Kenyan shopkeepers, Chinese farmers and U.S. migrant workers are all vital parts of the global economy. The formal economy, though, has mostly left them behind.

According to the most recent edition of the World Bank’s Global Findex, 1.7 billion adults worldwide lack access to financial services. The Findex also found, however, that two-thirds of the same group had a cell phone. That gap between technology and financial services penetration is what the emerging inclusive fintech sector aims to close. Since 2010, investors have sunk $100 billion into fintech startups.

Still, such investment often doesn’t reach fintech founders in developing markets, Raj Vikas, Accion Venture Lab’s managing director, told Karma. “There is a set of startups using new tools [to] engage with and serve those who have been ignored by the financial system, but institutional investors are not investing in these companies,” he said. 

Venture Lab, which is the investment arm of financial services non-profit Accion International,  launched in 2012 with $10 million to address that gap.

Venture Lab announced a new fund last week to expand its portfolio and marked the first time it has taken on third-party investors. The fund, called Accion Venture Lab Limited Partnership, received a $23 million infusion from outside organizations, including the Ford Foundation and Visa Inc., and a separate $10 million from Accion.  Venture Lab now has almost $43 million in assets under management. 

“We know this fund will support a promising portfolio of innovative companies,” said Dennis White, president and CEO of MetLife Foundation, one of the investors in the new fund, in a statement to Karma. “It will enable lower-income people to thrive in uncertain times, improve their financial health, and strengthen their communities.”

Seeding Growth

Within financial inclusion funding, technology investment lags other areas. The 2017 edition of the CGAP funder survey reported $42 billion of capital in the sector overall, but of the over 2,800 projects that received funding, only 231 were focused on digital finance.

Vikas said that this is largely due to investor unfamiliarity with markets where Action operates. From an investor’s perspective, founders in low-income and developing communities present overwhelming risk: nascent companies in low-data areas where markets are erratically regulated and customer balances are too small to seem worth considering. 

“Companies that are saying, `Hey, there’s a customer out there, a low-income consumer or a small business, that has been ignored by banks,’ and usually they’ve been ignored because they’re too expensive to acquire, understand, or potentially get repaid from,” Vikas said.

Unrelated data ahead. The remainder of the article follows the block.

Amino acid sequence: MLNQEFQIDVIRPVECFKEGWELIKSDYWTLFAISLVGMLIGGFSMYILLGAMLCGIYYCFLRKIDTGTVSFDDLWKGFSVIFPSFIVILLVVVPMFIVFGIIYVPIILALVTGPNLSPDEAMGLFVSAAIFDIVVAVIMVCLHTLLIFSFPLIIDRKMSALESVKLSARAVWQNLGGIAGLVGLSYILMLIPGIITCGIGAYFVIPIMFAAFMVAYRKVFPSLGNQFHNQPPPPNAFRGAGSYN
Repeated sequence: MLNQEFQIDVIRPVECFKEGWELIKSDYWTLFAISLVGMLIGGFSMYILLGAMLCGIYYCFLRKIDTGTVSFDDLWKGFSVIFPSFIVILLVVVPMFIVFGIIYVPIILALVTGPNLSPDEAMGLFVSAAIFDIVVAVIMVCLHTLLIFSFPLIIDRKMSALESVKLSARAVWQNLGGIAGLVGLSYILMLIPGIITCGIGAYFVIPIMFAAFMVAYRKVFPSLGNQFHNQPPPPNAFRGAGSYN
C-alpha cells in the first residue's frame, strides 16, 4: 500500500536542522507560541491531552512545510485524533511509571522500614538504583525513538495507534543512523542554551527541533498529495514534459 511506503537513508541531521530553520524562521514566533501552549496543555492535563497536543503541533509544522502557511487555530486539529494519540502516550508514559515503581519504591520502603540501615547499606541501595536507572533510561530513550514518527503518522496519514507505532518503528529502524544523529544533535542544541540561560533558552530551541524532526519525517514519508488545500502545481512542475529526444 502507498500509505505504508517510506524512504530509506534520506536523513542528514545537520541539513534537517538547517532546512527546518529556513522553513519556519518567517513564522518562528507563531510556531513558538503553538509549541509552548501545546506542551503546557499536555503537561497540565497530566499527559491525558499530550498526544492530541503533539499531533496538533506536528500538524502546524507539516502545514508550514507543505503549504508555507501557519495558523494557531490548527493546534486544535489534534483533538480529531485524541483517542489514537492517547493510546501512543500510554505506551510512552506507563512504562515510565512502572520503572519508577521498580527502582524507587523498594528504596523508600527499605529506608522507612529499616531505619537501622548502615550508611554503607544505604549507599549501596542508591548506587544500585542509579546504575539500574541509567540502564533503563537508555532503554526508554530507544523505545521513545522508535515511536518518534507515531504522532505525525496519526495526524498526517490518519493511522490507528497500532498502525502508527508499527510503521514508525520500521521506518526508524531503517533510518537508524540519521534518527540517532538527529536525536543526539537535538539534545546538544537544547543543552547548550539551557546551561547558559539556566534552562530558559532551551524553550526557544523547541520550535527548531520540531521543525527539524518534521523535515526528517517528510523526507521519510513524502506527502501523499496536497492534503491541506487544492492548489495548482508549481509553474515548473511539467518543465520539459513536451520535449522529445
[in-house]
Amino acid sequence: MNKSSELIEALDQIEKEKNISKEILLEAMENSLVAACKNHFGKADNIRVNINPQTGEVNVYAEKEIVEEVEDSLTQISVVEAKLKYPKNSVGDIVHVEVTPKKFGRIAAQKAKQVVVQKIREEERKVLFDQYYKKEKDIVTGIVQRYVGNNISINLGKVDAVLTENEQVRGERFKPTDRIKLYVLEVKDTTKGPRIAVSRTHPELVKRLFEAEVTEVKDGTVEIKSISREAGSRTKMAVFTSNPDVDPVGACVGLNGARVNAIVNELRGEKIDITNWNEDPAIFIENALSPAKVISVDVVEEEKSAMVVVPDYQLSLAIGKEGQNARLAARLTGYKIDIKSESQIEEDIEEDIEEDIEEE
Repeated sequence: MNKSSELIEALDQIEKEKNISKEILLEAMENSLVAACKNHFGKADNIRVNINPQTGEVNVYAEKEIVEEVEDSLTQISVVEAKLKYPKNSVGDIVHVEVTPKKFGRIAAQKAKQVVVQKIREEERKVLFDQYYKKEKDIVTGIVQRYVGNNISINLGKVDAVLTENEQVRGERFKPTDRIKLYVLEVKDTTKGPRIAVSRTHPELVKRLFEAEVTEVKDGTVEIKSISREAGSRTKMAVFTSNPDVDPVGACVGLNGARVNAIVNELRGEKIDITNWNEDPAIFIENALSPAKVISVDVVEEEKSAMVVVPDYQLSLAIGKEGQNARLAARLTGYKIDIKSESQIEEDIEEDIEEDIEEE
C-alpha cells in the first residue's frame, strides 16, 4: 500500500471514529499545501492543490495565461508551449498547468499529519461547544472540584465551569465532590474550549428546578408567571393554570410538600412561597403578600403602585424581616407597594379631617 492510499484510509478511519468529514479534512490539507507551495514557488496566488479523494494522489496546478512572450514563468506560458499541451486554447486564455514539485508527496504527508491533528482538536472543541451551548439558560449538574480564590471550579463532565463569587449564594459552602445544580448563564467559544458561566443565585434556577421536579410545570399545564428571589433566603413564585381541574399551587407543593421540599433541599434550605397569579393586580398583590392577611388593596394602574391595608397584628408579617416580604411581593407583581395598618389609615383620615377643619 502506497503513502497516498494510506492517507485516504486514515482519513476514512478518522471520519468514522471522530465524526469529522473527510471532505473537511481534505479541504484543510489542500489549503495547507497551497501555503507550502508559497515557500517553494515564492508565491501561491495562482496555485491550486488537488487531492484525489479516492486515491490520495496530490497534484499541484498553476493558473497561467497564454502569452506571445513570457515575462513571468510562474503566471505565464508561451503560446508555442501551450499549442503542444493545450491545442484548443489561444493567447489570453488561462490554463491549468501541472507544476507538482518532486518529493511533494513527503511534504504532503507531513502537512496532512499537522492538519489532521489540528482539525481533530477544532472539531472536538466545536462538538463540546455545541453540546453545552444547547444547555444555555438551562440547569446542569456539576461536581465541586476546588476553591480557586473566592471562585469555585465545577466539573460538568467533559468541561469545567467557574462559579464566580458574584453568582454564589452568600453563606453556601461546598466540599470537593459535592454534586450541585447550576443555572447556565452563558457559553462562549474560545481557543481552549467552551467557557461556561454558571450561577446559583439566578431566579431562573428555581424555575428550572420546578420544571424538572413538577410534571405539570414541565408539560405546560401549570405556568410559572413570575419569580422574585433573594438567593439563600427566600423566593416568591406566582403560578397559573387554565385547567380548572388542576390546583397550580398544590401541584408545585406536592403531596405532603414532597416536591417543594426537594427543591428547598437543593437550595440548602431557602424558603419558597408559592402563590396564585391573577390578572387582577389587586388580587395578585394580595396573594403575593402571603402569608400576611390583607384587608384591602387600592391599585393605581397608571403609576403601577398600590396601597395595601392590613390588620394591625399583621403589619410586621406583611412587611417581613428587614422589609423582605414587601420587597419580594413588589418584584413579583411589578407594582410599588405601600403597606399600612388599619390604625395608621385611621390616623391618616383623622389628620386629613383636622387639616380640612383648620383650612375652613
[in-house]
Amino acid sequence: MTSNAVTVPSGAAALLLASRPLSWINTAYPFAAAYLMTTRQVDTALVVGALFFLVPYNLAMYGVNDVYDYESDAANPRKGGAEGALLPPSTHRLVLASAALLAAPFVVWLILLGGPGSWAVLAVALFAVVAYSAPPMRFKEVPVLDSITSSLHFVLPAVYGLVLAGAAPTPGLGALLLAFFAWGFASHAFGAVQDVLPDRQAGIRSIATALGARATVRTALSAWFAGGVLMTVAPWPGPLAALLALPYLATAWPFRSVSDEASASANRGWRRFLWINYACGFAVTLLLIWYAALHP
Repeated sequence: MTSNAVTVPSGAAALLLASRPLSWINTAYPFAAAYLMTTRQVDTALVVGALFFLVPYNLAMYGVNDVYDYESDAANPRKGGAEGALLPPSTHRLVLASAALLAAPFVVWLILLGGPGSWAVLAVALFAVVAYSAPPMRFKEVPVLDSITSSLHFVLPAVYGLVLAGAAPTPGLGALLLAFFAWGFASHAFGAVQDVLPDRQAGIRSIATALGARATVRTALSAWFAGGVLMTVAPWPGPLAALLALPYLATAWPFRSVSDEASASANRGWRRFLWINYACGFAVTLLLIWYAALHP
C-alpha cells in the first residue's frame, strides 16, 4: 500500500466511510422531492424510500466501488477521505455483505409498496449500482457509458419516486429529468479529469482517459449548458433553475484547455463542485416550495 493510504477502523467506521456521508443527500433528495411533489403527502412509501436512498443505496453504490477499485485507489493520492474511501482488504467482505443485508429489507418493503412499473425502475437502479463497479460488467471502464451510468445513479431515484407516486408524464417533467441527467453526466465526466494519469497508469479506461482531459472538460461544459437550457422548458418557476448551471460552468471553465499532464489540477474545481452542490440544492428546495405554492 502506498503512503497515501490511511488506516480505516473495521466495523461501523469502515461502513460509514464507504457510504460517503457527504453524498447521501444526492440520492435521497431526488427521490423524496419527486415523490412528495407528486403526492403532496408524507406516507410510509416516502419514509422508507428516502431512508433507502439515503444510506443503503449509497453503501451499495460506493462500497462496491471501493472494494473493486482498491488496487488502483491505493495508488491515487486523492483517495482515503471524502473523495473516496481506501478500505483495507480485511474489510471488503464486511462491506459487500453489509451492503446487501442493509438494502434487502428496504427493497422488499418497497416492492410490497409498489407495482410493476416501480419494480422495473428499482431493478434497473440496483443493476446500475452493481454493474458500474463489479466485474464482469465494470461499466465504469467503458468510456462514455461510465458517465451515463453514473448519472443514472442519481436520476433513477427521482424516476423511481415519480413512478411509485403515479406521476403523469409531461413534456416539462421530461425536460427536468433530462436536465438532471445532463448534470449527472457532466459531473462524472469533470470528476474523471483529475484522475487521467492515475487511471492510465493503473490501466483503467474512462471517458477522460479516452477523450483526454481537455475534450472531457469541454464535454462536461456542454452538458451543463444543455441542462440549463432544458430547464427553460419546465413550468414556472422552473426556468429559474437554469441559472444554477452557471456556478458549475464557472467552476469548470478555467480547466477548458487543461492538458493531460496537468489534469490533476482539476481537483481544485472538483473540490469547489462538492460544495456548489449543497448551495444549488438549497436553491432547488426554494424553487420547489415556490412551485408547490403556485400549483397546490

These companies, which Accion saw as having unique insights into untapped customer bases, couldn’t even get to the startup stage. Those that could still needed heavy support to stabilize and formalize their business models. Vikas said that Accion encountered other companies that “were doing bits and pieces, but there wasn’t an investor focused on global seed-stage financial inclusion investing.” Venture Lab was created to address that gap. 

The fund focuses exclusively on seed-stage fintech startups in developing and low-income areas. Asia, Africa, and Latin America are the core geographic areas, with a smaller interest in companies serving poor Americans. Venture Lab nurtures these startups into companies that can attract later-stage capital from institutional investors whose wariness influenced the fund’s creation. “The money is nice, but it’s not sufficient,” Vikas said. “We need to be really involved in governance and post-investment operations so our companies can move to the next stage.” 

Venture Lab’s portfolio now holds 36 companies. For every dollar invested, its companies have raised $13 in later-stage rounds. Participating at an early stage, said MetLife Foundation’s White, is a major draw for joining the Venture Lab fund. “If you can give a committed startup the funds to build market traction with their product or service, then they have the potential to prove the business case and attract the much larger VC capital that’s out there.”

Capitalizing on interest

As Venture Lab’s approach began to show results, Vikas said that large financial services companies took interest. “There was a set of partners that were trying to figure out what the heck was going on with developing markets and inclusion,” he said. “Large investors like Visa that are saying, ‘How do we start to think about what’s happening at the vanguard?’”

These firms, which include payment processors, insurance companies and impact investors, saw the companies Venture Lab works with as potential targets for acquisition and conduits for reaching new customers and sectors. Accion created its latest Venture Lab fund to involve these outside investors. 

Venture Lab plans to use the new fund to expand its geographic reach, potentially into Indonesia, the Philippines, Colombia, Peru, and Nigeria. Vikas said they will also add insurance-focused services to their portfolio, which currently focuses on small business credit. After five-and-a-half years, he said, their approach is “starting to work in terms of portfolio performance.”